Wisconsin State Capitol

Capitol Sq., Madison, Wisconsin

The only granite-domed capitol in the United States

Photos 

The Dome

It's not a coincidence that it resembles the US Capitol Dome, nor that it is four inches shorter than the US Capitol Dome.

Photo taken by J.R. Manning in August 2017

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Description 

The Wisconsin State Capitol is nationally significant as an excellent example of Renaissance Revival architecture, as interpreted through American Beaux-Arts sensibilities. Reflecting the aesthetic of an era spanning from the late nineteenth into the early twentieth century, the building is a premier example of the American Beaux-Arts and also represents a national movement to construct monumental state capitols patterned after the National Capitol in Washington. As with the best examples of governmental buildings, the vocabulary of form was derived from buildings of the Renaissance and Baroque periods of European architecture, yet the classically derived iconography of the Wisconsin State Capitol has been given a regional theme. Classical wreaths and garlands of oak leaves provide a prominent motif in the corridors and a celebration of the bounty of mining, agriculture and Wisconsin's waterways is depicted in the murals and sculptural program. The Capitol is a seminal and highly intact example of the architectural values that underpin the American Beaux-Arts tradition. -- National Historic Landmark statement of significance, January 3, 2001

Forward! 

Written by J.R. Manning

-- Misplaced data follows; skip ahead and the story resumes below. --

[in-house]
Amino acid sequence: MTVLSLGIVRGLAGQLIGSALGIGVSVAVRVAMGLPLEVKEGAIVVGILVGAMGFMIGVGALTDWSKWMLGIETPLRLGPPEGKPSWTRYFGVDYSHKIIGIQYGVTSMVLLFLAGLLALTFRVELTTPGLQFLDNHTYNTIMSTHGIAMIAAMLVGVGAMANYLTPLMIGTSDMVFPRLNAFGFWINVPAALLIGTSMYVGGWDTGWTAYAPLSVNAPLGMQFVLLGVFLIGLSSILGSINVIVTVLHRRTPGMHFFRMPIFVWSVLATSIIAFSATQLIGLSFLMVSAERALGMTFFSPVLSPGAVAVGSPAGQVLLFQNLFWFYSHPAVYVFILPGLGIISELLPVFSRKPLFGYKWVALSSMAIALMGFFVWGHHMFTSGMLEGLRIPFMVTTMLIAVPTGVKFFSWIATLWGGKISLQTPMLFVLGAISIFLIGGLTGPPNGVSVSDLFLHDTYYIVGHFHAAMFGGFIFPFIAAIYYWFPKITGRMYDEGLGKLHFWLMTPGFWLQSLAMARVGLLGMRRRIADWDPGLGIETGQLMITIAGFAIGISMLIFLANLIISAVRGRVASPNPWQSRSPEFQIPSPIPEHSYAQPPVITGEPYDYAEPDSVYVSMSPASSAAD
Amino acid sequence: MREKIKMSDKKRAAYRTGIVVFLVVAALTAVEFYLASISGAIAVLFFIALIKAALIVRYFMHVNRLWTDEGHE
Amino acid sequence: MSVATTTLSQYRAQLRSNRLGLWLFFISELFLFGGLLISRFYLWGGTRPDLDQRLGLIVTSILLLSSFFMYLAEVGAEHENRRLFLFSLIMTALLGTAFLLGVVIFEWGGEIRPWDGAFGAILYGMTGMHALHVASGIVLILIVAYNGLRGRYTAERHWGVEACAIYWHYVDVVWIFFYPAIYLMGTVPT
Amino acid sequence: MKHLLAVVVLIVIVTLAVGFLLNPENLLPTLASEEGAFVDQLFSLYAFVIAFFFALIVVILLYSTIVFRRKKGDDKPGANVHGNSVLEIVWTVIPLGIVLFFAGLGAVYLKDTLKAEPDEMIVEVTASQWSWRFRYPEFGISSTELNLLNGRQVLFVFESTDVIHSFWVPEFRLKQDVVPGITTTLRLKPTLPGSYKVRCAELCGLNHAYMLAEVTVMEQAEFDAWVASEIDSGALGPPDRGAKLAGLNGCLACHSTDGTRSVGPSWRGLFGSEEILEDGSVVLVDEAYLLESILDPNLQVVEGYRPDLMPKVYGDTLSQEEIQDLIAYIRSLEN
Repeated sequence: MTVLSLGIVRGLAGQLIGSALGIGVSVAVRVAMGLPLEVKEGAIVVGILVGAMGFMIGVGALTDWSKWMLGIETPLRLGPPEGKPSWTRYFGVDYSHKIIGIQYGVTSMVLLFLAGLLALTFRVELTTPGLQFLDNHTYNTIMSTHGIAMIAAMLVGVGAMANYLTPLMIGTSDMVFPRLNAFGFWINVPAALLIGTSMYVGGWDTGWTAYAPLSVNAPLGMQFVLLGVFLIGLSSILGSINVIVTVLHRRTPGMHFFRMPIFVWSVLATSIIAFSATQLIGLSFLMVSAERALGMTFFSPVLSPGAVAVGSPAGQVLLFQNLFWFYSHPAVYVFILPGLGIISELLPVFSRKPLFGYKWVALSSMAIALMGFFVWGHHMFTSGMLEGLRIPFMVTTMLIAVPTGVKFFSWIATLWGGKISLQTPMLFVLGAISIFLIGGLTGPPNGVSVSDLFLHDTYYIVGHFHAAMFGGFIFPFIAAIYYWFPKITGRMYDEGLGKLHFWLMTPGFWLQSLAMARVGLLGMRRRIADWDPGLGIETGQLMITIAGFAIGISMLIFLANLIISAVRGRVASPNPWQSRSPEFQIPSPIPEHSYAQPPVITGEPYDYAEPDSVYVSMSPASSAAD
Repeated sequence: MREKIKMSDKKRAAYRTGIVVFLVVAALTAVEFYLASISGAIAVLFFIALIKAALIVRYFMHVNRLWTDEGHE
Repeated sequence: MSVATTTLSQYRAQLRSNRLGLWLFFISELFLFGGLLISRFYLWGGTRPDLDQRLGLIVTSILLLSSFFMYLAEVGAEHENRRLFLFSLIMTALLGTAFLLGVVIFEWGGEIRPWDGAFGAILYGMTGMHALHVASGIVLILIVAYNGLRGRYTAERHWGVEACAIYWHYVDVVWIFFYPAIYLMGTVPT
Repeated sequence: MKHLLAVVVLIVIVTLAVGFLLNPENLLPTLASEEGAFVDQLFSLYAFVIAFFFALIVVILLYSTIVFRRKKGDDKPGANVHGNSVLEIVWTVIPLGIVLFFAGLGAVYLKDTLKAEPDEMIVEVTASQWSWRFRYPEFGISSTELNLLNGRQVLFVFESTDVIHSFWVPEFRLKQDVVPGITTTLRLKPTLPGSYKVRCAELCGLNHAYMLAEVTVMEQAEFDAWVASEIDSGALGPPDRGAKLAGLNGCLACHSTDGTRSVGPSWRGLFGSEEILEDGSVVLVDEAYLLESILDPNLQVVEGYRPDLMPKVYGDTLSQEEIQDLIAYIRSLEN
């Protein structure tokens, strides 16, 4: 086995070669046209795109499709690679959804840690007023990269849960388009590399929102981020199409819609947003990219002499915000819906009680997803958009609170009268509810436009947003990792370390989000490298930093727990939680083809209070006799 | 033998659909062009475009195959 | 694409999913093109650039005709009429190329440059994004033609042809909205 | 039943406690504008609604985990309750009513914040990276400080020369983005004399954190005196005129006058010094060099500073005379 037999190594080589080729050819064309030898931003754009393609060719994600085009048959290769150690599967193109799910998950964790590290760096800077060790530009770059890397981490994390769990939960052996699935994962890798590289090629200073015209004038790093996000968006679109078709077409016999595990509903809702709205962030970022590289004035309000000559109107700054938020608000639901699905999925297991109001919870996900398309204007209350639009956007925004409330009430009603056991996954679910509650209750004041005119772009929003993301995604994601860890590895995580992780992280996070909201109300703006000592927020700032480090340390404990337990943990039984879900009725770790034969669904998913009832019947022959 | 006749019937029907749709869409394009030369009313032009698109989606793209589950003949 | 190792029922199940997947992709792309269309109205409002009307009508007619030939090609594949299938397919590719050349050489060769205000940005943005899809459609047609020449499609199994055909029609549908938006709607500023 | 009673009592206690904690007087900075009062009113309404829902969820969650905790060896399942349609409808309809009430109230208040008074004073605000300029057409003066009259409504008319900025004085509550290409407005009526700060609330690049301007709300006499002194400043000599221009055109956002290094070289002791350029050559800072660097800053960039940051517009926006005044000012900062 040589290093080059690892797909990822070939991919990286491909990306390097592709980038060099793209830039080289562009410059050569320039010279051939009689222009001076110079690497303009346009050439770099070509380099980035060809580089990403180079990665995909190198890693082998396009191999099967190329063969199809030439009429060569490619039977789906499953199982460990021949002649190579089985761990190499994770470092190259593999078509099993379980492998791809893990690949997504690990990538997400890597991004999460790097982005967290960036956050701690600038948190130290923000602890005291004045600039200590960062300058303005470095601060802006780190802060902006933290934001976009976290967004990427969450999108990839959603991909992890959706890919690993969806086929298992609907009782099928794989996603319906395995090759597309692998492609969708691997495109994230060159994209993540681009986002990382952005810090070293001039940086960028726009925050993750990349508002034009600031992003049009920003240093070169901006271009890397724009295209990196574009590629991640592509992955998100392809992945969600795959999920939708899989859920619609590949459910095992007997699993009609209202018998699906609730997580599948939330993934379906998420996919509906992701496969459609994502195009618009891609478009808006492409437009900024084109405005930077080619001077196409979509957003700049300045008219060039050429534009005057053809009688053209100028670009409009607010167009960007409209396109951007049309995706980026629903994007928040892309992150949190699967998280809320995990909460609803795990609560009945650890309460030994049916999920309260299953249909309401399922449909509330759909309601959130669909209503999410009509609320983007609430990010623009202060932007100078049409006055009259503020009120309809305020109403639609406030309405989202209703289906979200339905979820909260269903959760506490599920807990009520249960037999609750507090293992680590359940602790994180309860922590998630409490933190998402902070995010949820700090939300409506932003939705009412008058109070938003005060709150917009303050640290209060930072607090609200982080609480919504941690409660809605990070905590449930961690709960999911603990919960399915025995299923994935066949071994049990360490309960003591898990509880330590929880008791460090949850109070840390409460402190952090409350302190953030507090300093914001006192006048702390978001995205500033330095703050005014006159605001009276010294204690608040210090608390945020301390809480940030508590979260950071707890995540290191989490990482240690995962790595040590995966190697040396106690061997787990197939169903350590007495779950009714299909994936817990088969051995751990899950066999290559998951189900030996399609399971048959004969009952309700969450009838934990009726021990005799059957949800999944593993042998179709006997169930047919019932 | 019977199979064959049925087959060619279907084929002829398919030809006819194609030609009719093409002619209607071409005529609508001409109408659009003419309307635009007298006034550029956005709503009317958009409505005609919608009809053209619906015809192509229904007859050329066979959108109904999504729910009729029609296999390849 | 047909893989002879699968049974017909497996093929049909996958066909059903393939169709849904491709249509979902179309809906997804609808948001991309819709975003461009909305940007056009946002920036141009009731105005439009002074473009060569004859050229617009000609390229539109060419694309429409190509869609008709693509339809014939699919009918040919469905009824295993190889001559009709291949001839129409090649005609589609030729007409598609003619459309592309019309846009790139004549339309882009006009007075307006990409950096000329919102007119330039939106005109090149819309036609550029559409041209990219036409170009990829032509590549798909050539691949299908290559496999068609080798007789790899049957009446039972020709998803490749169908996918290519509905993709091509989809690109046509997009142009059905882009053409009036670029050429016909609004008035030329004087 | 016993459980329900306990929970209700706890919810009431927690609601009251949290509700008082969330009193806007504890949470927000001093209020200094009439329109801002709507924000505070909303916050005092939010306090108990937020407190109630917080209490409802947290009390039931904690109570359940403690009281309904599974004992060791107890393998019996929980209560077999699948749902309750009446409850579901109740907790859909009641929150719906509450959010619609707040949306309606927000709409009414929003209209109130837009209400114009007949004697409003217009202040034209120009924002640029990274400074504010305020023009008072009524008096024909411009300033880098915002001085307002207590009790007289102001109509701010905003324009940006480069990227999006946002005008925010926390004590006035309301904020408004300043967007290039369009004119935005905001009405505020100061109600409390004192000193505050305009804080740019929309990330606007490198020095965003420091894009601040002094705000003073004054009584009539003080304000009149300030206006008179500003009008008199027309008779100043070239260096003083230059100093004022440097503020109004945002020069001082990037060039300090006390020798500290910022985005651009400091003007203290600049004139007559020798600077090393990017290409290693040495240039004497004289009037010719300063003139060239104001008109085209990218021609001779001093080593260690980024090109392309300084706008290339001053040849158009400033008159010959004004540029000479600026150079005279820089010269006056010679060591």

There is lots of statuary in the capitol but two statues are outstanding and sources of pride for Wisconsinites.

"Forward" was sculpted by Jean Pond Miner for the Wisconsin pavilion of the 1893 Columbian Exposition in Chicago. The statue takes its title from the State of Wisconsin motto. Miner was from Menasha but grew up in Madison. She studied at the Art Institute of Chicago, and under the tutelage of Lorado Taft she changed her focus from portraiture to sculpture.

After the close of the exposition, in 1895 "Forward" was moved to Madison where it went on display at the east entrance of the capitol. The capitol burned in 1904 and in 1916, "Forward" moved to the north entrance of the new capitol where it remained until 1995. 100 years of exposure to Wisconsin weather had taken its toll. Despite conservation efforts, it was decided the best place for the statue was indoors. (It's located in the Wisconsin Historical Society building.)

A replica was placed at the end of State Street in 1996. The gilded statue on the top of the capitol dome is named "Wisconsin" and is a different statue.

"Wisconsin" was sculpted by Daniel Chester French, the artist who sculpted Abraham Lincoln for the the Lincoln Memorial in Washington, D.C.

Wisconsin is a woman extending her right hand, much as "Forward" does. She holds a globe in her left hand with an eagle perched on the globe. I cannot confirm it, but I suspect the eagle is Old Abe perched on the globe. Her helmet is adorned with a badger. The 15'5" tall statue weighs in at 3 tons and stands at the peak of the capitol dome. "Wisconsin" faces Lake Monona and although no one entrance of the capitol is supposed to be the main entrance, well, the one below Wisconsin's gaze certainly appears to be the one where the governor comes and goes.

National Register information 

Status
Posted to the National Register of Historic Places on October 15, 1970
Reference number
70000031
Architectural style
Late 19th and 20th Century Revival: Classical Revival
Areas of significance
Art; Politics/Government; Architecture; Invention
Level of significance
State
Evaluation criteria
A - Event; C - Design/Construction
Property type
Building
Historic functions
Capitol; Government office
Current functions
Library; Capitol; Government office
Period of significance
1900-1924
Significant years
1906; 1917
Number of properties
Contributing buildings: 1
Contributing structures: 1

Update Log 

  • September 2, 2017: Essay added by J.R. Manning

Sources